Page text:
There are several textual clues in Shirley Jackson's "The Lottery" that elucidate for the reader the general attitude of town towards the lottery. The reader first becomes privy to the fact that "Bobby Martin had already stuffed his pockets full of stones, and the other boys soon followed his example, selecting the smoothest and roundest stones." The fact that the children are gathering materials for the lottery of their own accord in a diligent way indicates just how deeply normalized the lottery has become. At the very least, we know the children accept the lottery as an inevitability.
Soon after, the men of the town "stood together, away from the pile of stones in the corner, and their jokes were quiet and they smiled rather than laughed." They too seem to accept the lottery as inexorable. They "smiled rather than laughed" because of the grim event that lies ahead, but they do make an effort to smile. They make an effort to further normalize the day's event even as they feel uneasy about it.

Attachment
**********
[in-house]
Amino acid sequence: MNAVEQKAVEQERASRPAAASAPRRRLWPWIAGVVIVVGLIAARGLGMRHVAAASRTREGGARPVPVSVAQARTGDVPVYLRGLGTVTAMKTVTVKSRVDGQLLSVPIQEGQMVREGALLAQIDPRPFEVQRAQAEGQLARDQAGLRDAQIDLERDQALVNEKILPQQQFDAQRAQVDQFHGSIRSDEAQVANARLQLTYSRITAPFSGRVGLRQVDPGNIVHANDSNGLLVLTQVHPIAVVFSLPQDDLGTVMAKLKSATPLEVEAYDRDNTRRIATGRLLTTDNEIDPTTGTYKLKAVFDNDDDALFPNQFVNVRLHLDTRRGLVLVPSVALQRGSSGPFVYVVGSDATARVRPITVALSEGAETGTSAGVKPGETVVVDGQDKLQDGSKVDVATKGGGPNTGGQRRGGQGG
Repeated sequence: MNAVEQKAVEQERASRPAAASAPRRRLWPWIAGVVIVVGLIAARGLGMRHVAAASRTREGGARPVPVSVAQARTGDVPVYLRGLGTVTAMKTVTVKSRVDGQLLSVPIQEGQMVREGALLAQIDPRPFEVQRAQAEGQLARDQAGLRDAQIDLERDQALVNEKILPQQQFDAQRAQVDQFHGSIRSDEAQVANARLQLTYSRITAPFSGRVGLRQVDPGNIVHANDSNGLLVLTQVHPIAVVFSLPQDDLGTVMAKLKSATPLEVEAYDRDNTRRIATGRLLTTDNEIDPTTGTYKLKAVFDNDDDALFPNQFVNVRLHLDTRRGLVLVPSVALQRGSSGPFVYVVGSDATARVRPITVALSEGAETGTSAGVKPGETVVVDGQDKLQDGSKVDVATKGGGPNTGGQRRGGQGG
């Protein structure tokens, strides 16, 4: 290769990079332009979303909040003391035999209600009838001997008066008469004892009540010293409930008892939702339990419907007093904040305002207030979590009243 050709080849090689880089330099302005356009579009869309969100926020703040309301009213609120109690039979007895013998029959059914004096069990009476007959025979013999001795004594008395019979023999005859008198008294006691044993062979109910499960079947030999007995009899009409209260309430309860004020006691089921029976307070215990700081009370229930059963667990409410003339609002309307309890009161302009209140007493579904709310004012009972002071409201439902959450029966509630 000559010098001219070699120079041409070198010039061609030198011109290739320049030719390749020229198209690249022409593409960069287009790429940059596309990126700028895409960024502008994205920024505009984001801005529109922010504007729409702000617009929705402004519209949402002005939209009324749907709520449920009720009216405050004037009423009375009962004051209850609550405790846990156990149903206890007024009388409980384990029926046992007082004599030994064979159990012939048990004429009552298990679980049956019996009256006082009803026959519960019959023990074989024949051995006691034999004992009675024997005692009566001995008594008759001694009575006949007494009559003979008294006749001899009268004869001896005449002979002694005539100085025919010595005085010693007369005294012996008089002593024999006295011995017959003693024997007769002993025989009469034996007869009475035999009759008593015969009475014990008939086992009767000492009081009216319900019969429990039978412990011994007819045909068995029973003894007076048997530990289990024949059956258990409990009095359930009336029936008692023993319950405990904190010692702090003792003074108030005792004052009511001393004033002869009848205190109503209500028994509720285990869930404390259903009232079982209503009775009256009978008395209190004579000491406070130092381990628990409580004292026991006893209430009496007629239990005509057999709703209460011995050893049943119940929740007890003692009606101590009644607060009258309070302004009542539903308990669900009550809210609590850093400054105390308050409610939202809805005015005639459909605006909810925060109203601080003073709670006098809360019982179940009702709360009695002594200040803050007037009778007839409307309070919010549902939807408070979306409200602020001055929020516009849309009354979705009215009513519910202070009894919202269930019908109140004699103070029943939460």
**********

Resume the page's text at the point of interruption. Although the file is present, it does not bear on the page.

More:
This attitude is also reflected in the townspeople's body language, as
The villagers kept their distance, leaving a space between themselves and the stool, and when Mr. Summers said, “Some of you fellows want to give me a hand?,” there was a hesitation before two men, Mr. Martin and his oldest son, Baxter, came forward to hold the box steady on the stool while Mr. Summers stirred up the papers inside it.
Once again, there is an uneasy hesitation, but ultimately a commitment to seeing through the lottery and all its implications. The villagers share this communal burden much like how they share the black box itself, passing from one home to another year after year.
Though tension certainly mounts throughout the story up to its grisly end, the overall feel of the townspeople seems to remain the same. They feel nervous, slightly hesitant, and certainly not malicious, but determined to complete the yearly lottery when all is said and done.